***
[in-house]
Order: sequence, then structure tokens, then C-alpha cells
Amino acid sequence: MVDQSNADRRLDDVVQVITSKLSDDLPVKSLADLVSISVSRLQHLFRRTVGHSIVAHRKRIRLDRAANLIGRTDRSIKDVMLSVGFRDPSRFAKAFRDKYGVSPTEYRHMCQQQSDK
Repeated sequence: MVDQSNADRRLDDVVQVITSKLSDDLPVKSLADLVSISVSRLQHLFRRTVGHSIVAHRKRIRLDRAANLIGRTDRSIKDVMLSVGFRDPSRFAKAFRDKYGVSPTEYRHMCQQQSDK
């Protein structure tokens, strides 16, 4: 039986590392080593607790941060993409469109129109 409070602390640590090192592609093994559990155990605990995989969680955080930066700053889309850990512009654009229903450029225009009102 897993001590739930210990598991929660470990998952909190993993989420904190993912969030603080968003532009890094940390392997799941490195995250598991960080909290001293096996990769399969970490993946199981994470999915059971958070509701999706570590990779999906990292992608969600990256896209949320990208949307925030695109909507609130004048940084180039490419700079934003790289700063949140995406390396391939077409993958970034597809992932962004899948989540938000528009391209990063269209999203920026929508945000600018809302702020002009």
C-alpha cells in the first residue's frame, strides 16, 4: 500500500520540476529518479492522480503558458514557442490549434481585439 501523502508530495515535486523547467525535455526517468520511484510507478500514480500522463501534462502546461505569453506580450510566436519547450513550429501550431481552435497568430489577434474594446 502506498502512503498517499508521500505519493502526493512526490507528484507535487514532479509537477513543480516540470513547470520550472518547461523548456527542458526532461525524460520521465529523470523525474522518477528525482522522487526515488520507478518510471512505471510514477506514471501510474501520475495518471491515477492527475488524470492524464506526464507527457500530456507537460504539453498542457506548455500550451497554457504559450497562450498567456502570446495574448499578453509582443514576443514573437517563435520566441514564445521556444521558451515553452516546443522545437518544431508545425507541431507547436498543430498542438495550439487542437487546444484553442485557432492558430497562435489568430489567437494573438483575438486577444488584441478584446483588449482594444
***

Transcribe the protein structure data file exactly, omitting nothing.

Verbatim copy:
[in-house]
Order: sequence, then structure tokens, then C-alpha cells
Amino acid sequence: MVDQSNADRRLDDVVQVITSKLSDDLPVKSLADLVSISVSRLQHLFRRTVGHSIVAHRKRIRLDRAANLIGRTDRSIKDVMLSVGFRDPSRFAKAFRDKYGVSPTEYRHMCQQQSDK
Repeated sequence: MVDQSNADRRLDDVVQVITSKLSDDLPVKSLADLVSISVSRLQHLFRRTVGHSIVAHRKRIRLDRAANLIGRTDRSIKDVMLSVGFRDPSRFAKAFRDKYGVSPTEYRHMCQQQSDK
């Protein structure tokens, strides 16, 4: 039986590392080593607790941060993409469109129109 409070602390640590090192592609093994559990155990605990995989969680955080930066700053889309850990512009654009229903450029225009009102 897993001590739930210990598991929660470990998952909190993993989420904190993912969030603080968003532009890094940390392997799941490195995250598991960080909290001293096996990769399969970490993946199981994470999915059971958070509701999706570590990779999906990292992608969600990256896209949320990208949307925030695109909507609130004048940084180039490419700079934003790289700063949140995406390396391939077409993958970034597809992932962004899948989540938000528009391209990063269209999203920026929508945000600018809302702020002009």
C-alpha cells in the first residue's frame, strides 16, 4: 500500500520540476529518479492522480503558458514557442490549434481585439 501523502508530495515535486523547467525535455526517468520511484510507478500514480500522463501534462502546461505569453506580450510566436519547450513550429501550431481552435497568430489577434474594446 502506498502512503498517499508521500505519493502526493512526490507528484507535487514532479509537477513543480516540470513547470520550472518547461523548456527542458526532461525524460520521465529523470523525474522518477528525482522522487526515488520507478518510471512505471510514477506514471501510474501520475495518471491515477492527475488524470492524464506526464507527457500530456507537460504539453498542457506548455500550451497554457504559450497562450498567456502570446495574448499578453509582443514576443514573437517563435520566441514564445521556444521558451515553452516546443522545437518544431508545425507541431507547436498543430498542438495550439487542437487546444484553442485557432492558430497562435489568430489567437494573438483575438486577444488584441478584446483588449482594444